How Yoga Impacts the Earth and Supports Environmental Protection

How Yoga Impacts the Earth and Supports Environmental Protection

earth day and yoga

The conversation around how yoga impacts the earth and supports environmental protection is an important one.

What is Earth Day?

Earth Day is an annual global event celebrated on April 22nd to raise awareness about environmental issues and promote sustainability. It was first celebrated in 1970 and has since grown to become a worldwide movement, with events and activities taking place in communities around the world.

Earth Day is a time to reflect on our impact on the planet and take action to protect our natural resources. It is a day to recognize the interconnectedness of all living beings and the importance of preserving the environment for future generations.

Many organizations and communities use Earth Day as an opportunity to organize events and activities to promote environmental awareness and sustainability. These may include community clean-up efforts, educational workshops and seminars, tree-planting events, and eco-friendly product fairs.

Earth Day serves as a reminder that we all have a role to play in protecting the environment and creating a sustainable future. By taking action to reduce our carbon footprint, conserve natural resources, and support environmental initiatives, we can make a positive impact on the planet and ensure a healthy future for generations to come.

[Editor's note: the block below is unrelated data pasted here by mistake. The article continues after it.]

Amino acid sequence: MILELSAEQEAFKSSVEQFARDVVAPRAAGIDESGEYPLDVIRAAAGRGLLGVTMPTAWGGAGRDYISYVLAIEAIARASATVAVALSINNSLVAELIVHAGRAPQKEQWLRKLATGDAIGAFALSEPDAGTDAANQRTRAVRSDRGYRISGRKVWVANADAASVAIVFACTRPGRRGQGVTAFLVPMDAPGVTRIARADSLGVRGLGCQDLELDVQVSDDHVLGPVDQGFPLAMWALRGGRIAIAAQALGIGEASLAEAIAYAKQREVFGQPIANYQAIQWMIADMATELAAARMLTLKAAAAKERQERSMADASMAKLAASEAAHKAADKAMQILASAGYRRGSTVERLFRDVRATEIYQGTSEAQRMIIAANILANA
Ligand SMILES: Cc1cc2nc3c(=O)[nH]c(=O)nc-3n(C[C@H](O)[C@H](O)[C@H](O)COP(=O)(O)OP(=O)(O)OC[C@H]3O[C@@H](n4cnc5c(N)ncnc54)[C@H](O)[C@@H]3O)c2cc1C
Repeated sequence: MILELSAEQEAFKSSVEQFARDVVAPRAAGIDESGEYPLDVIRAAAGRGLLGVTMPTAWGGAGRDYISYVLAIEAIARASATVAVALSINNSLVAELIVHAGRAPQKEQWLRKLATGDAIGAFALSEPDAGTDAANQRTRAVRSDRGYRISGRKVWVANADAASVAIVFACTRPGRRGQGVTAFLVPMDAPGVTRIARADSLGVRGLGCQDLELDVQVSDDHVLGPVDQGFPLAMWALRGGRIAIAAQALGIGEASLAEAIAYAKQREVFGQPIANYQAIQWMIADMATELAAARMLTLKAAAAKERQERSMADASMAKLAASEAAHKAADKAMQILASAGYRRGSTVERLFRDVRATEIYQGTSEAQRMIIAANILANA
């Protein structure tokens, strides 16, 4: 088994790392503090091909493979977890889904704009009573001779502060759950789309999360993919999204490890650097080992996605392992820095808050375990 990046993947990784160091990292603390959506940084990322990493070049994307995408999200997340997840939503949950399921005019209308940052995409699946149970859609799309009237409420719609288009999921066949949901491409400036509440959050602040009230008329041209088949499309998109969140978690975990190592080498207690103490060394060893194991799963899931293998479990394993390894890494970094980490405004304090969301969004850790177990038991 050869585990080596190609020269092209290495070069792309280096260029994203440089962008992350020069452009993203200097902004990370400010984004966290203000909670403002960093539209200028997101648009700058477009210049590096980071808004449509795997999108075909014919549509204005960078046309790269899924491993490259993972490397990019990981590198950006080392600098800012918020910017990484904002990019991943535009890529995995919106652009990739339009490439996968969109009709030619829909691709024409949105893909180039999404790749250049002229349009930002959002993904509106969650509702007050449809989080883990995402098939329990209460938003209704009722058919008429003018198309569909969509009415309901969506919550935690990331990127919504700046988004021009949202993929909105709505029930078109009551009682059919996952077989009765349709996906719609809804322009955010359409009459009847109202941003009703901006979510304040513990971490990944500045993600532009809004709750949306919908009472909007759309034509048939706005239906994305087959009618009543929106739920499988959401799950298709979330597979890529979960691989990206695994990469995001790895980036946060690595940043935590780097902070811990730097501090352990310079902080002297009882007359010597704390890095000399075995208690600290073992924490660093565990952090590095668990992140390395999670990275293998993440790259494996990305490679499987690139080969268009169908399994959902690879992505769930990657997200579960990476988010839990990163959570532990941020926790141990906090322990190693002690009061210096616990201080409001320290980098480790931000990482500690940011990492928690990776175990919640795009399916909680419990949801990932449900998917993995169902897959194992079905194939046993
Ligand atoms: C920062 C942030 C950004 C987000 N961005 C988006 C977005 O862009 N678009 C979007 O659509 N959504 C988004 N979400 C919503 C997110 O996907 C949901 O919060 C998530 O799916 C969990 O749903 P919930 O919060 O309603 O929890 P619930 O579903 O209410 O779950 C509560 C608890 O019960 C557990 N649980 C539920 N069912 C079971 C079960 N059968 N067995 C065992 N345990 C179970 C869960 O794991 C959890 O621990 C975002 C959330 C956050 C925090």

Earth Day in Yoga Communities

Yoga is based on the 8-limb path laid out in Patanjali’s Yoga Sutras, the guidebook for the yoga practitioner.  The 8-limb path gives us a clear and concise playbook on the practice of yoga, both on and off the mat.  The first step of the 8-limb path is our Yamas, which are our external disciplines that govern the way we interact with the world around us.  There are 5 Yamas, and the first of the 5 Yamas is ahimsa, non-harm.  In Sanskrit, whenever we see an “a” in front of a word, it means “non” or negates whatever comes next.  And Himsa means “harm” so ahimsa literally means non-harming or in some interpretations, non-violence.  

The very first step of the very first step in yoga is to practice non-harming.  Part of Ahimsa practice includes being kind to our earth and our duty to protect the world we live in.

How Can We Honor Earth Day in Our Yoga Spaces?

Yoga practitioners can pull eco-friendly practices into their day-to-day lives like using reusable water bottles and reducing the use of plastic, using paper straws and eating foods that are full of prana.